SOUTH BRUNSWICK – The Township of South Brunswick marked a historic moment with the retirement of its longtime historian.
Mary Cecile “Ceil” Leedom has stepped down after almost 20 years of service to the South Brunswick Historic Preservation Commission. A resolution was read in her honor during the council meeting on Nov. 28, and then the history room at the South Brunswick Library was named in her honor on Dec. 2.
In addition to being the township historian, Leedom was a founding member of the Mayoral Historic Preservation Ordinance Advisory Task Force, a group tasked to investigate the feasibility and desirability of historic preservation in the community, and served through its entire tenure of almost five years, according to the resolution.
Additionally, Leedom has served on the Historic Preservation Commission since its inception as an ex-officio member. She provided critical research and input into numerous local historic projects, including the Crossroads of the Revolution National Heritage Area, the King’s Highway, Longbridge Farm, the Slack-Carrol House, 8 Stevens Road and the Wetherill House; and provided oversight to South Brunswick’s Cultural Resource Survey, according to the resolution.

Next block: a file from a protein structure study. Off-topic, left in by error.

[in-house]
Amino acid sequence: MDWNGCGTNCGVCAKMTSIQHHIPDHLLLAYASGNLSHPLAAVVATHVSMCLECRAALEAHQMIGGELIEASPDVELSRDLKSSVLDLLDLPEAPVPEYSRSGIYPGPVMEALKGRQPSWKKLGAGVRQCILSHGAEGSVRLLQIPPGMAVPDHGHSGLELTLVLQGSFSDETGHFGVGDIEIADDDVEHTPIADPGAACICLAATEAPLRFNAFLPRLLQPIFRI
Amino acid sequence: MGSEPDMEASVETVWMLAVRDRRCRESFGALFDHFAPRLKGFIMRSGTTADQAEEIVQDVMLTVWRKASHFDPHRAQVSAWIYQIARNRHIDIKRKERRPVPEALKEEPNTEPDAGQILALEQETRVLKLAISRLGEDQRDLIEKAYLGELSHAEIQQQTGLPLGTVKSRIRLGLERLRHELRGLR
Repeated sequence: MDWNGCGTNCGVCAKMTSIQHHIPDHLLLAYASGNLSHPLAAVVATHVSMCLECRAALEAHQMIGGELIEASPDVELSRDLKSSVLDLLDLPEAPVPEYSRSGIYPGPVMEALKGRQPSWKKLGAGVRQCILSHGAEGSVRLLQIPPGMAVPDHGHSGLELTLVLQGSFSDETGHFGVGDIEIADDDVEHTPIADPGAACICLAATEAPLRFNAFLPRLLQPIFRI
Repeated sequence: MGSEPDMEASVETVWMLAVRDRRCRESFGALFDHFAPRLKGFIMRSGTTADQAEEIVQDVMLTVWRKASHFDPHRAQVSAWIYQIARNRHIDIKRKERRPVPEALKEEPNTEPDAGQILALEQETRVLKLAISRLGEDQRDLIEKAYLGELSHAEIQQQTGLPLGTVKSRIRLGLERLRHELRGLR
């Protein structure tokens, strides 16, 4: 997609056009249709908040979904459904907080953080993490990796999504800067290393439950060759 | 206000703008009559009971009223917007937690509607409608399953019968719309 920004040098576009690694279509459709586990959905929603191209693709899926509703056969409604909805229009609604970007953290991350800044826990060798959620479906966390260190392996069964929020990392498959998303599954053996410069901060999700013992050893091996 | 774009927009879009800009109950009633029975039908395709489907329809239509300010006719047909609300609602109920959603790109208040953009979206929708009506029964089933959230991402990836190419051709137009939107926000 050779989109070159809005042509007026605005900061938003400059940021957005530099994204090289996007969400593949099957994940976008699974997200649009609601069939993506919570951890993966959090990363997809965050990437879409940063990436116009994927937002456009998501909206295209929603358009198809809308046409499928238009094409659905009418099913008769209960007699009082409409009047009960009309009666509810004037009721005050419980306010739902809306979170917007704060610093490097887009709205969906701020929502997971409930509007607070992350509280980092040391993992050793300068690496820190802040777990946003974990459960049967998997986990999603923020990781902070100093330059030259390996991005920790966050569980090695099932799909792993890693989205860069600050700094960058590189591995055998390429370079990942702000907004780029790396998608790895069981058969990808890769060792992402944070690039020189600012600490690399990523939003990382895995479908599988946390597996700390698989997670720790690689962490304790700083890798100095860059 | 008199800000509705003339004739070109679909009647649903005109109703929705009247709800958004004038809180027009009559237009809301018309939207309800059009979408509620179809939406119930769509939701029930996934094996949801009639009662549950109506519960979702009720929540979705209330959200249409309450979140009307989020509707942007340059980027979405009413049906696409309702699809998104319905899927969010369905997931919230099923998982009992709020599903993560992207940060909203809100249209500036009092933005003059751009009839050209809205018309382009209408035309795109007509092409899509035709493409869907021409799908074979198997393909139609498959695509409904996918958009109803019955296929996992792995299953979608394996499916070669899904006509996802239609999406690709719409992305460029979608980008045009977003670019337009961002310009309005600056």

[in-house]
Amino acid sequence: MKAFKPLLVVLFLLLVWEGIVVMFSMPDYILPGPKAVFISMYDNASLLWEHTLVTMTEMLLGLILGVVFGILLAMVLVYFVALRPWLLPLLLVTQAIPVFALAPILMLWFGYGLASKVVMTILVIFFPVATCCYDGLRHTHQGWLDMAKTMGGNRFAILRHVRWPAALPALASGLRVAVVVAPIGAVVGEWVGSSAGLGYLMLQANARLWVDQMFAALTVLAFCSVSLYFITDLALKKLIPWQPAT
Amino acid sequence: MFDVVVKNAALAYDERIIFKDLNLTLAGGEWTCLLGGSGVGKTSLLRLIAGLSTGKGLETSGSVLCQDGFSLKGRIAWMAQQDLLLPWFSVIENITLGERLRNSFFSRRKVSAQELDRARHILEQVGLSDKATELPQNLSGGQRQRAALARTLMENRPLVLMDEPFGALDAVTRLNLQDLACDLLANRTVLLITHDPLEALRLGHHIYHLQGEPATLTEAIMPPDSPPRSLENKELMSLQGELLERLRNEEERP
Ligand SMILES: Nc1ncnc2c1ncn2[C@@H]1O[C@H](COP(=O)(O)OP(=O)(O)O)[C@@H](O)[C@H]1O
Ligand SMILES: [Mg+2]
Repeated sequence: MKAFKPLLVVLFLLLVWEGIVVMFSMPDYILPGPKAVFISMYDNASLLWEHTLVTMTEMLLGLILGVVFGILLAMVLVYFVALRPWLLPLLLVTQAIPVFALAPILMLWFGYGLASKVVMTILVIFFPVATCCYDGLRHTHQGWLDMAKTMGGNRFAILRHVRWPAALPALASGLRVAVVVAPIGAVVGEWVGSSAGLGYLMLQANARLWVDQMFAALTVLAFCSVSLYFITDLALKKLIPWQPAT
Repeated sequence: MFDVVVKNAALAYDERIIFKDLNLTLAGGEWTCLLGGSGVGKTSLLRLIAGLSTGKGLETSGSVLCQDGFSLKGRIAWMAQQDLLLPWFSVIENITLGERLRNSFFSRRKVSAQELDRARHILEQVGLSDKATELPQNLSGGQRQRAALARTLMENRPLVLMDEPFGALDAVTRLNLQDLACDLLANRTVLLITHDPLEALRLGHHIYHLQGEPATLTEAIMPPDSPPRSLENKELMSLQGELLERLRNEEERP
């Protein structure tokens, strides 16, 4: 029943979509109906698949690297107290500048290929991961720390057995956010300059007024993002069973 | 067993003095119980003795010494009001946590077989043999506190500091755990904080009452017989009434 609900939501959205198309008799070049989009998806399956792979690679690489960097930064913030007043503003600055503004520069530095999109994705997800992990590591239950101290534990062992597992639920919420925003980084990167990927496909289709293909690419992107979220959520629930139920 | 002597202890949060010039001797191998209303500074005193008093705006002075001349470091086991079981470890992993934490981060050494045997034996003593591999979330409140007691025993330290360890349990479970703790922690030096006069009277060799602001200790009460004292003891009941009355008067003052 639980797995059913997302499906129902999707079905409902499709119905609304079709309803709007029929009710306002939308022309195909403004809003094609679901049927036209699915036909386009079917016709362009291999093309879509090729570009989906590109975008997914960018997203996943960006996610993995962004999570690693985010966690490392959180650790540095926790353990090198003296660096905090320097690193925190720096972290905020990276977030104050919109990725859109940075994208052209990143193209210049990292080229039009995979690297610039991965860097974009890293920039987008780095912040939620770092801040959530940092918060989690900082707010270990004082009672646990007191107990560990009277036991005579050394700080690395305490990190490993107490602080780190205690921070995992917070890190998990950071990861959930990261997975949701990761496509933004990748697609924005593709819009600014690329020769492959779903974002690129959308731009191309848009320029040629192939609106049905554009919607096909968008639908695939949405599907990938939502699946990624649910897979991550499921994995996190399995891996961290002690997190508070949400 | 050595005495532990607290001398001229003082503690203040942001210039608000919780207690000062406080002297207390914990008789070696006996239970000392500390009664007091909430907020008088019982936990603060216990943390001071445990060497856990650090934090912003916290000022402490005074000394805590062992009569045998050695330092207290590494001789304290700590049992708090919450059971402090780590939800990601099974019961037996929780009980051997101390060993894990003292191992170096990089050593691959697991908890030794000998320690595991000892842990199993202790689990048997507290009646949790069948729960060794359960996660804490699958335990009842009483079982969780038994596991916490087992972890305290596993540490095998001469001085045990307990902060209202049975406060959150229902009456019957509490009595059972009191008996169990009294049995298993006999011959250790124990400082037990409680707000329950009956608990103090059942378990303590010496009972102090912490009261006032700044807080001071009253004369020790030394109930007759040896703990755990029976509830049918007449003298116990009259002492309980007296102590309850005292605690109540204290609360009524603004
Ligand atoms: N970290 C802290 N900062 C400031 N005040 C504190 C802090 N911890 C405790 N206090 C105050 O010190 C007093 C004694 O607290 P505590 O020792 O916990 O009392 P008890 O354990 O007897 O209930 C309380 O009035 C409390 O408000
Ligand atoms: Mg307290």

Leedom is also active with the Kingston Historical Society and the Dayton Village Citizens Coalition.
Leedom’s contributions extended to the South Brunswick Public Library as well, where she served as a reference librarian from 1987 through 2000. From 2000 to the present she has logged thousands of volunteer hours at the library, was twice awarded the New Jersey Library Association Service Award and has received the South Brunswick Public Library Volunteer of the Year Award several times, according to the resolution.
She has collected, organized and maintained the library’s local history archives, including hundreds of photos, artifacts, documents and files on notable people, places and events, according to the resolution.
“There is still much to learn about institutions such as our government, churches, fire departments, first aid organizations, police organizations, school groups, scouting groups and many other organizations that make up our community. They all contribute to our life here and elsewhere,” she said.
She credited William Baker, township engineer; Doris Curran, Dayton school teacher, Clifford Nevins, Kathryn Clayton, Kiki Pierdinock, the Genealogical Society of New Jersey and coverage by local newspapers including the Sentinel in helping to tell their stories.
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